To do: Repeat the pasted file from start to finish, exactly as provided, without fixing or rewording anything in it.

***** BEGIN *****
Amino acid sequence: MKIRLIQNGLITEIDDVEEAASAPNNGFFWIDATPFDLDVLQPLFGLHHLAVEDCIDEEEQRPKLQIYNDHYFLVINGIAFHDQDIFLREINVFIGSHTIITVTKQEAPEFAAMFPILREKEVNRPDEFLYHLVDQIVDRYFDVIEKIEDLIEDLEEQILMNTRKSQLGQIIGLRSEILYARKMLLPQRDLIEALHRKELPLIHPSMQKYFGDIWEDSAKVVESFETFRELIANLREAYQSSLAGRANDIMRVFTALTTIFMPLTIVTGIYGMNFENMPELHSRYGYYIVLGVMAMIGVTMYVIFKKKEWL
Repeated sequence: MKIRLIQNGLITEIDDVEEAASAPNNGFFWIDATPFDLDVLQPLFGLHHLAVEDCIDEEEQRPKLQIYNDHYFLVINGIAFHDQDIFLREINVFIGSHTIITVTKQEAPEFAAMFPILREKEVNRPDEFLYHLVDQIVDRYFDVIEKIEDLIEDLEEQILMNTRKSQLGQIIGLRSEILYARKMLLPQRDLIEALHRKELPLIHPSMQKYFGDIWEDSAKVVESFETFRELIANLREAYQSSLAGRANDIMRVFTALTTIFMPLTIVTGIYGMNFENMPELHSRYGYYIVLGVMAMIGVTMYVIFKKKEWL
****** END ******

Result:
Amino acid sequence: MKIRLIQNGLITEIDDVEEAASAPNNGFFWIDATPFDLDVLQPLFGLHHLAVEDCIDEEEQRPKLQIYNDHYFLVINGIAFHDQDIFLREINVFIGSHTIITVTKQEAPEFAAMFPILREKEVNRPDEFLYHLVDQIVDRYFDVIEKIEDLIEDLEEQILMNTRKSQLGQIIGLRSEILYARKMLLPQRDLIEALHRKELPLIHPSMQKYFGDIWEDSAKVVESFETFRELIANLREAYQSSLAGRANDIMRVFTALTTIFMPLTIVTGIYGMNFENMPELHSRYGYYIVLGVMAMIGVTMYVIFKKKEWL
Repeated sequence: MKIRLIQNGLITEIDDVEEAASAPNNGFFWIDATPFDLDVLQPLFGLHHLAVEDCIDEEEQRPKLQIYNDHYFLVINGIAFHDQDIFLREINVFIGSHTIITVTKQEAPEFAAMFPILREKEVNRPDEFLYHLVDQIVDRYFDVIEKIEDLIEDLEEQILMNTRKSQLGQIIGLRSEILYARKMLLPQRDLIEALHRKELPLIHPSMQKYFGDIWEDSAKVVESFETFRELIANLREAYQSSLAGRANDIMRVFTALTTIFMPLTIVTGIYGMNFENMPELHSRYGYYIVLGVMAMIGVTMYVIFKKKEWL